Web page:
Campa Cola: No water, power, but fight to save houses continues
At Campa Cola compound, some have moved out but continue to visit everyday, determined to make their presence felt in the building and in spite of the threat of a contempt petition.
The residents of the Campa Cola buildings in Worli, Mumbai may have allowed the municipality to disconnect utility services to the unauthorised flats, but they have not given up the fight to save the flats. While many residents have shifted to alternative accommodation in areas including Breach Candy, Altamount Road, Worli and adjoining places in South Mumbai on a temporary basis, they continue to visit their flats every day, determined to make their presence felt in the building.
Residents who have shifted out include high-profile personalities in the Save Campa Cola battle such as Ashish Jalan, MD of one of the leading PR agencies Concept Public Relations; Ashok Goel, MD of Essel Propack that's part of the Essel group and Nandini and Ajay Mehta, who manage a family business of import, supply and manufacturing of steel plates with clients such as Godrej and L&T.
While many residents have shifted out all their belongings from the illegal flats, they claim that they are still staying in the illegal flats with their families to continue their struggle. “Since we have nowhere to go, we will stay here though there is no electricity, water and gas. We feel that the chief minister will work out a solution to the issue. If the civic body files a contempt petition against us, we are ready to face the action,” said Rajesh Manot, a resident of Mid-town Apartments, one of the buildings in the complex.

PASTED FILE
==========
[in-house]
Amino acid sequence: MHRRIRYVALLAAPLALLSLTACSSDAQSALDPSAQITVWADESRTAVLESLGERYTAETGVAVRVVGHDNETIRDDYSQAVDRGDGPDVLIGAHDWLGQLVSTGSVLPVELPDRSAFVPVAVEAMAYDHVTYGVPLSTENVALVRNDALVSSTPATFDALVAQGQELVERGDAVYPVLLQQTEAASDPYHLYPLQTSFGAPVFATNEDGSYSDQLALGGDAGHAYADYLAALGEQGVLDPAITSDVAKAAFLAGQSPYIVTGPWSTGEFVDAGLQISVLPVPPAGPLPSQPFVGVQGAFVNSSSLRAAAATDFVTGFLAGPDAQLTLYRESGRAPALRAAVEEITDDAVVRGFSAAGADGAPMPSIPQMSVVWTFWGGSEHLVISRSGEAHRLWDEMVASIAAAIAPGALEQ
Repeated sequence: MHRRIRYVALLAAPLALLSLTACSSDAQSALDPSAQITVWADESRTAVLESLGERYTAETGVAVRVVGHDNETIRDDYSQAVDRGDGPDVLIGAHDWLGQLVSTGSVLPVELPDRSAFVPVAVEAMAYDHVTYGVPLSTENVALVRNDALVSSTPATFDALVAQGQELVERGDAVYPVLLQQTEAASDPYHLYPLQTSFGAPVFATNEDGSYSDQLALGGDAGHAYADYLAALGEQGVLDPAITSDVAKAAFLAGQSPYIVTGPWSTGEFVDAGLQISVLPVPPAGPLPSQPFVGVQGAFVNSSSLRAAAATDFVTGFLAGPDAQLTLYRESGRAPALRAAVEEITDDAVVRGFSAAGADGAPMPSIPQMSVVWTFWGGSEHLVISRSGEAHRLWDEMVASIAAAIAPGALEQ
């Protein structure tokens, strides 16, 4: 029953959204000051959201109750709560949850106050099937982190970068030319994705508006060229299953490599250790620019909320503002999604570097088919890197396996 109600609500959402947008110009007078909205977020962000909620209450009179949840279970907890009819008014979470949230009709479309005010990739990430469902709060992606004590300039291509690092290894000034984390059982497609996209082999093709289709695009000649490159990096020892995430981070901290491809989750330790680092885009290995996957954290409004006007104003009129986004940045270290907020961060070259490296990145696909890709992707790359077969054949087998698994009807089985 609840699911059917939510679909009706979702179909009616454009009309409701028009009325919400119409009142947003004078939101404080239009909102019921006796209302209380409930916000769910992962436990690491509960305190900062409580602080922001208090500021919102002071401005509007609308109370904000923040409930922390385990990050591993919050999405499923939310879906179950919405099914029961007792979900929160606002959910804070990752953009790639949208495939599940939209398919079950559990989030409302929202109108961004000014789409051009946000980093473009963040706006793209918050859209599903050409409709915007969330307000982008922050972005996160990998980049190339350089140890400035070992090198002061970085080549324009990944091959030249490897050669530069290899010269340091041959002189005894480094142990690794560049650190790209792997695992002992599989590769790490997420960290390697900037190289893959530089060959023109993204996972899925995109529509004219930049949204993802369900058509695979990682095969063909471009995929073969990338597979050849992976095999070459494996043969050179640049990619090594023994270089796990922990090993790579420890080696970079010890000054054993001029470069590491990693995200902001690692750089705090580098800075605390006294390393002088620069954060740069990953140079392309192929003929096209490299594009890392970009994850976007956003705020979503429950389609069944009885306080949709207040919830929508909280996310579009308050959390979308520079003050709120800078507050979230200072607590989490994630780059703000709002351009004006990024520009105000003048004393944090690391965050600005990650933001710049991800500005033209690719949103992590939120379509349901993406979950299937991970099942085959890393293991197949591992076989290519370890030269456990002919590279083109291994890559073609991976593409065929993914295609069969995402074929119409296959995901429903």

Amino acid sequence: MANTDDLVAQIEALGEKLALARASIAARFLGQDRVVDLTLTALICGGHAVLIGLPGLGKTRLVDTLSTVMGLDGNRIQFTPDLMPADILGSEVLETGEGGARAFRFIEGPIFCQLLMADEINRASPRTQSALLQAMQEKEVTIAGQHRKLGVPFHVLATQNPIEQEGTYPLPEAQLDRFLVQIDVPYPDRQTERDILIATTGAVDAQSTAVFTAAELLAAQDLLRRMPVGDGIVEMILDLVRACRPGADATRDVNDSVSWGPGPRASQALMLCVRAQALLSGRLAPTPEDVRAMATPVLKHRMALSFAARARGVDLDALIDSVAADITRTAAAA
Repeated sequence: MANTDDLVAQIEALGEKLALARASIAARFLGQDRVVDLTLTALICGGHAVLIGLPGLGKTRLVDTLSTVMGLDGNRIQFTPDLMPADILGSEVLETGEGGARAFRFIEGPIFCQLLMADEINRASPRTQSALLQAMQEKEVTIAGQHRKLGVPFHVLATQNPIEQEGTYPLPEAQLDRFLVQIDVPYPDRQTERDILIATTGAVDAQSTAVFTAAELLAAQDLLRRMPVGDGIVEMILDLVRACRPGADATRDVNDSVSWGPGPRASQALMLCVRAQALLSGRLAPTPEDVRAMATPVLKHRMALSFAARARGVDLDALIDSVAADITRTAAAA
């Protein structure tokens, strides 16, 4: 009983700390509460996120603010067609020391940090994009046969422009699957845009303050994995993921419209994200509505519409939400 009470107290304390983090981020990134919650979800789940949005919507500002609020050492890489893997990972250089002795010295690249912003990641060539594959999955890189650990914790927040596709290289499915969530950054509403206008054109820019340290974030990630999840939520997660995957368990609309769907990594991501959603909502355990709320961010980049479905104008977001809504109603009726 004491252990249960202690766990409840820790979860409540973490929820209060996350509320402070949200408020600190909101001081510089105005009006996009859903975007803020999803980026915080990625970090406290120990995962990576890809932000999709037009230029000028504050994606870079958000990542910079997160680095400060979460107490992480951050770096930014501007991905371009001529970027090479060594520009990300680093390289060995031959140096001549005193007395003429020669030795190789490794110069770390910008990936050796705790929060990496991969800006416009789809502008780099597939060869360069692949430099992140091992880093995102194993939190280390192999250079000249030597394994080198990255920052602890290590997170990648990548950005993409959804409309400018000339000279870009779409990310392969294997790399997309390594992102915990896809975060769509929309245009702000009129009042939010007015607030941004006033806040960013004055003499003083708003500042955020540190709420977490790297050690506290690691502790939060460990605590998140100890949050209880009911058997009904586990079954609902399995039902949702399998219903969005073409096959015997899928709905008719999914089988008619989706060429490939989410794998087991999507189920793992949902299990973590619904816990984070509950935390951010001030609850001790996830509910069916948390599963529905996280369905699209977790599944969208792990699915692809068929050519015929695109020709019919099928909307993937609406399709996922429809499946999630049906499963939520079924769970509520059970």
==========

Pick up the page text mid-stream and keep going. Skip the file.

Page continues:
Mohammed Ilyaz, another resident, also said that he would continue to fight. “Due to the continuous harassment, my son along with his three children have shifted to a nearby place as schools will start now. But, I am staying here with my wife and will not go till we get justice in the issue,” he added.
“We have shifted to Heera Panna building (at Haji Ali junction) now as we feel that we won’t get justice any time soon. But we will continue fighting for our home,” said another resident, who requested not to be named.
Civic officials who began the work of disconnecting electricity, water and gas connections of the illegal flats last Monday have now almost completed the task except cutting two water connections due to some issues.
As many as 96 flats in the Campa Cola compound were built illegally in the early 1980s. The Supreme Court has refused to grant any relief to the residents of these flats, who are opposing the demolition of the same.
More than 100 families have lived in the housing complex for the past 25 years. The seven high-rise buildings were constructed between 1981 and 1989 in the Campa Cola compound.
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